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- Experts at the Mississippi State Deer Lab say velvet antlers grow rapidly in late spring and summer, as much as ¾-inch a week for yearling bucks and 1 1/2 inches per week for adults. Growth slows dramatically in late summer while mineralization (hardening) of the antlers is completed.
- Antlers are bone, consisting of calcium, phosphorus, magnesium and other minerals. Although some of the minerals are taken from food, a lot of them are sucked from the buck’s skeleton, causing him to develop osteoporosis during the summer.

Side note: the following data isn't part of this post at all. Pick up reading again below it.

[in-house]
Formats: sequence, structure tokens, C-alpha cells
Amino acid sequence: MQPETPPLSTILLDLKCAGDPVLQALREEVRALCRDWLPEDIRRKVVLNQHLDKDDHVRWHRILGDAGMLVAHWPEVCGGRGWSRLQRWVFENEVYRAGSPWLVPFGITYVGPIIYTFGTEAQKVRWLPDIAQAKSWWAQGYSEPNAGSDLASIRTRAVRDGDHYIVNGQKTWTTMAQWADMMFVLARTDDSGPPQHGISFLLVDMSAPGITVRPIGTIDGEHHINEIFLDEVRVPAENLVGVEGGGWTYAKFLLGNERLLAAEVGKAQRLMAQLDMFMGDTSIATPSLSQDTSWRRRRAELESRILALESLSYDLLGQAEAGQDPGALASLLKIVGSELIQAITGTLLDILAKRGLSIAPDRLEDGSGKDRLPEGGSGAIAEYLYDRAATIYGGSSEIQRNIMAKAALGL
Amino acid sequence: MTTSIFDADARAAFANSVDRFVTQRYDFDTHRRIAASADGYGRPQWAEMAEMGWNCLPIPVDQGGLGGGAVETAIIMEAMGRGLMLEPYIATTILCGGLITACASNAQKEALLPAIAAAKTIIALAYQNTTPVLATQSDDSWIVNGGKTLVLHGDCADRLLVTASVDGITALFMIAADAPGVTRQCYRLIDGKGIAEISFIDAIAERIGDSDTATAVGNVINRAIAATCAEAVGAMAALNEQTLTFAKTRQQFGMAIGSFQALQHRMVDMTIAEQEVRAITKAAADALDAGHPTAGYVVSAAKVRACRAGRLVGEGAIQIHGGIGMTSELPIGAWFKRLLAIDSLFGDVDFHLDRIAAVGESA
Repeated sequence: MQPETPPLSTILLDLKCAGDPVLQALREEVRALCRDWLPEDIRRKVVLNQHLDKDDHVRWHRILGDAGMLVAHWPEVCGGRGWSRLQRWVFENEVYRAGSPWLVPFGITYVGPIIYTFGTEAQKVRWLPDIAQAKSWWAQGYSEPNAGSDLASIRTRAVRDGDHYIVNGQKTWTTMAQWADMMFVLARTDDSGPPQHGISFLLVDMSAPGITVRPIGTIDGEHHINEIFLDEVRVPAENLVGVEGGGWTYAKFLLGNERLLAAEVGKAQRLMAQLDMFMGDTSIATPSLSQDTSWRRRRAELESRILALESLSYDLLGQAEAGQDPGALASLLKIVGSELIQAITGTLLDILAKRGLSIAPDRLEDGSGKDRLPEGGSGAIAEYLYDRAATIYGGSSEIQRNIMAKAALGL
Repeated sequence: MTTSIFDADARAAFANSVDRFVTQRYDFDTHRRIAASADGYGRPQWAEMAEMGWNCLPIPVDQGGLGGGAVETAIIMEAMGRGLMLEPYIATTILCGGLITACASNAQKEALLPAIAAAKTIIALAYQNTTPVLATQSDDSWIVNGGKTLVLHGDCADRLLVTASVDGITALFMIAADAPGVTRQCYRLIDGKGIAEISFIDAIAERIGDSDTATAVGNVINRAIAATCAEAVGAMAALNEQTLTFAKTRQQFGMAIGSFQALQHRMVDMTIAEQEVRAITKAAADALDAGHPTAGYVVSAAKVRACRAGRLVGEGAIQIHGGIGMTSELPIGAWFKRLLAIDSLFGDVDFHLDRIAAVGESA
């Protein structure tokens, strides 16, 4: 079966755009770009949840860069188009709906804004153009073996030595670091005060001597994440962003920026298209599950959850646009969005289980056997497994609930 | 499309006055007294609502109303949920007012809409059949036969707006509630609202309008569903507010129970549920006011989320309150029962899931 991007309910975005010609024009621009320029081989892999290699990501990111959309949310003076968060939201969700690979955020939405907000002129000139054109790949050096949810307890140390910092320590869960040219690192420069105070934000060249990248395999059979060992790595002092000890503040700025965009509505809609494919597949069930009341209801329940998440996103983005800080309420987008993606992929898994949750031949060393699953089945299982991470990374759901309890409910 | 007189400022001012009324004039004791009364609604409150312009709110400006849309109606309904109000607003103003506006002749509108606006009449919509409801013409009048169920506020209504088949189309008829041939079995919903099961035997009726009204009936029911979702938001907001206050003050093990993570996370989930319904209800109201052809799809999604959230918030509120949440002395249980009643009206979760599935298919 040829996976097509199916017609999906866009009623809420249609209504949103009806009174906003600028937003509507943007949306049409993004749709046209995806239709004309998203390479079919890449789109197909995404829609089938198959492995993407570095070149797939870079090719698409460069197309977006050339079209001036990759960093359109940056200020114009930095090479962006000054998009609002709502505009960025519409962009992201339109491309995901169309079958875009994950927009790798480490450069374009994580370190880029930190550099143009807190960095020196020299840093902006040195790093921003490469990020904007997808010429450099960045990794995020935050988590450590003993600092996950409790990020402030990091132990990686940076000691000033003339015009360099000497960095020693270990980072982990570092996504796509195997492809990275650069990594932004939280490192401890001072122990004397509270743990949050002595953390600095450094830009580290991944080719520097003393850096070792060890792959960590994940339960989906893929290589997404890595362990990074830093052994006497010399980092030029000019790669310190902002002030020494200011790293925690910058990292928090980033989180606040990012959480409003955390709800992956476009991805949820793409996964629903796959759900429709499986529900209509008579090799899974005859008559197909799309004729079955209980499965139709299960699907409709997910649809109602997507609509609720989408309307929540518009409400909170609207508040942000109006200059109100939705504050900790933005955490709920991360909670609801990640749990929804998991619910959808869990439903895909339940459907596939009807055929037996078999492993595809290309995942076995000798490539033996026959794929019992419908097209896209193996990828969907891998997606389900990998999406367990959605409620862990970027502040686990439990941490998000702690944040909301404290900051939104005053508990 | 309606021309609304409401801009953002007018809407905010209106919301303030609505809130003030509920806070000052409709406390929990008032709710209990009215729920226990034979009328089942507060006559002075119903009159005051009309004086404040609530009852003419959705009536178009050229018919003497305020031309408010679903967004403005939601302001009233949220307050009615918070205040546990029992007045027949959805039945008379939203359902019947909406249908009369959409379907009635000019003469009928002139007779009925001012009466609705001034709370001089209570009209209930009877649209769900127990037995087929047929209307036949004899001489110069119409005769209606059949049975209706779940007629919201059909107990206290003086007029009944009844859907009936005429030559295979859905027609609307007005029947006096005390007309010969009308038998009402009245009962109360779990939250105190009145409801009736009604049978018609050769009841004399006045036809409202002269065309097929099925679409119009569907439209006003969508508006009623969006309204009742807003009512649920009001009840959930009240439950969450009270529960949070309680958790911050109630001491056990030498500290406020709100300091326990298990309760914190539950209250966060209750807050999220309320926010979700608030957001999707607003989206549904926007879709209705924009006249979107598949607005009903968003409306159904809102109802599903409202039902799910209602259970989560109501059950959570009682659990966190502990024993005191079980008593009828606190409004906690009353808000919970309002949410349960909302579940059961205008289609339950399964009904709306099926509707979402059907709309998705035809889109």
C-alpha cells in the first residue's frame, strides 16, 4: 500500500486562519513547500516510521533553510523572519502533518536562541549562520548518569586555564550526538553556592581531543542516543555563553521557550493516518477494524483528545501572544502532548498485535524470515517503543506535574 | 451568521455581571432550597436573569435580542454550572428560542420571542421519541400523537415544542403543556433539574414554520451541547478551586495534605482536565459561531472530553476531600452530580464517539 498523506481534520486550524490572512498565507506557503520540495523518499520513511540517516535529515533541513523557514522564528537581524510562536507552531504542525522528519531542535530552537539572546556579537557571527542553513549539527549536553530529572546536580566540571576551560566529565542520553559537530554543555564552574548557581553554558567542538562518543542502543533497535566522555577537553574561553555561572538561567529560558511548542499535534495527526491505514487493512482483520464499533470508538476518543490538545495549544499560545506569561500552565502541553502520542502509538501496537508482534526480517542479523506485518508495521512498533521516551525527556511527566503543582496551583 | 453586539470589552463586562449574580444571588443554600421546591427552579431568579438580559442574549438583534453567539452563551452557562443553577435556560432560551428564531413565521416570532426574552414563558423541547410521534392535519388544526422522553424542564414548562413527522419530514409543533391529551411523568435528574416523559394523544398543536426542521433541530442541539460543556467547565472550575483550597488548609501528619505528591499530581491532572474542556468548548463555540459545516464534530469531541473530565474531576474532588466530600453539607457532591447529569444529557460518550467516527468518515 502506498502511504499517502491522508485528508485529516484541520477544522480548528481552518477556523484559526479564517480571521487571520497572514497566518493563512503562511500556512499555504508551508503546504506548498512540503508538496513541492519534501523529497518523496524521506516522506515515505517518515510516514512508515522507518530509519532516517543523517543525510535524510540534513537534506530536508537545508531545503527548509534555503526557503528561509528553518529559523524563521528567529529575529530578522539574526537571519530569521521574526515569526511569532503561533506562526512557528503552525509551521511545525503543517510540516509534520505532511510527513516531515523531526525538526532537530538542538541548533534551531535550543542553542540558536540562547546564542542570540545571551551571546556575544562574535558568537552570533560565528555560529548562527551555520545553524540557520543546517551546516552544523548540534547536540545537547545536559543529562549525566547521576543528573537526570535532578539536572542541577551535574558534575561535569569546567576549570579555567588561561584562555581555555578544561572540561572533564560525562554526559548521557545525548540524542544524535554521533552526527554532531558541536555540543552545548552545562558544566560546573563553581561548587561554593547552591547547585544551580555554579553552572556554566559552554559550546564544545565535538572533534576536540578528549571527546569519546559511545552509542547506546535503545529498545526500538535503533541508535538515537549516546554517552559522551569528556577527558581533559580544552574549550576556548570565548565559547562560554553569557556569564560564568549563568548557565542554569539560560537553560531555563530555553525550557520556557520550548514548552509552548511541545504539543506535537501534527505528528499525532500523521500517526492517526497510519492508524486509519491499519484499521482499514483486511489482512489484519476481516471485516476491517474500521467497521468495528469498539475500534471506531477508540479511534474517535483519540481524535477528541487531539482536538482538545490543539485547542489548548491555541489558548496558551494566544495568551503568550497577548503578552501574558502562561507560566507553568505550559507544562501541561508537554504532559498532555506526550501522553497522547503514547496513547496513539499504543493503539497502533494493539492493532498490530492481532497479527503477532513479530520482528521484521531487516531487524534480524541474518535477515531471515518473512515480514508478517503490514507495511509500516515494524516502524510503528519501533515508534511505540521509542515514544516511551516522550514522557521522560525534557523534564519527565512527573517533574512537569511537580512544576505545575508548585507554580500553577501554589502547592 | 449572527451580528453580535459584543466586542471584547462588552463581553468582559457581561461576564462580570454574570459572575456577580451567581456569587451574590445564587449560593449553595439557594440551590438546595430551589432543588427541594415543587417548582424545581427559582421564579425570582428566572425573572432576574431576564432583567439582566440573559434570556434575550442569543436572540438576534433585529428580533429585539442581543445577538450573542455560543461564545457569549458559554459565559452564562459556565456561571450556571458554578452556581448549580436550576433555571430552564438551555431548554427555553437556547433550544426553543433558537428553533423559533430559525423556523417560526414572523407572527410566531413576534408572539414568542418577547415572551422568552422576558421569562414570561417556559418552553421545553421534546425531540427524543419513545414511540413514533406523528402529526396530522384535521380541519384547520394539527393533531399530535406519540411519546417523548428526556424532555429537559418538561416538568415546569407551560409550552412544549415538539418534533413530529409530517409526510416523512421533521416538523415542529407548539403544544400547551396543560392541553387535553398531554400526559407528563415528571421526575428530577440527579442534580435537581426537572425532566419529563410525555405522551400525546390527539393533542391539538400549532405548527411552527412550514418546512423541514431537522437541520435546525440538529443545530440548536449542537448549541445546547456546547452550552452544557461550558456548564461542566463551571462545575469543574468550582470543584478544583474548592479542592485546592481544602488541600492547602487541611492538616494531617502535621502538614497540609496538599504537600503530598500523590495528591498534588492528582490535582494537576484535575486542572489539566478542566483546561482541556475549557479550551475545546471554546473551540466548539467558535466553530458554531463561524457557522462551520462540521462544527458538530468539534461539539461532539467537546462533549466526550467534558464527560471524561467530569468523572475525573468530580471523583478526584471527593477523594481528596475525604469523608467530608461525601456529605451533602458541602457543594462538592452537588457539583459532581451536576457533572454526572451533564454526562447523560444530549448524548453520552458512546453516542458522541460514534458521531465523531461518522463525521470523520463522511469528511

- Because velvet is rich with blood vessels, growing antlers are hot to the touch. New racks show up well in thermal imaging optics.
- Tiny hairs on the velvet stick out and make the antlers look bigger than they really are. The hairs also act as a radar system so the buck won’t bump into trees, fence posts, etc. and damage his soft antlers.
- Sebum, a semi-liquid secretion on the hairs, gives the velvet a shiny look. Some biologists say sebum also acts as an insect repellent to keep biting flies off a buck’s rack and face.
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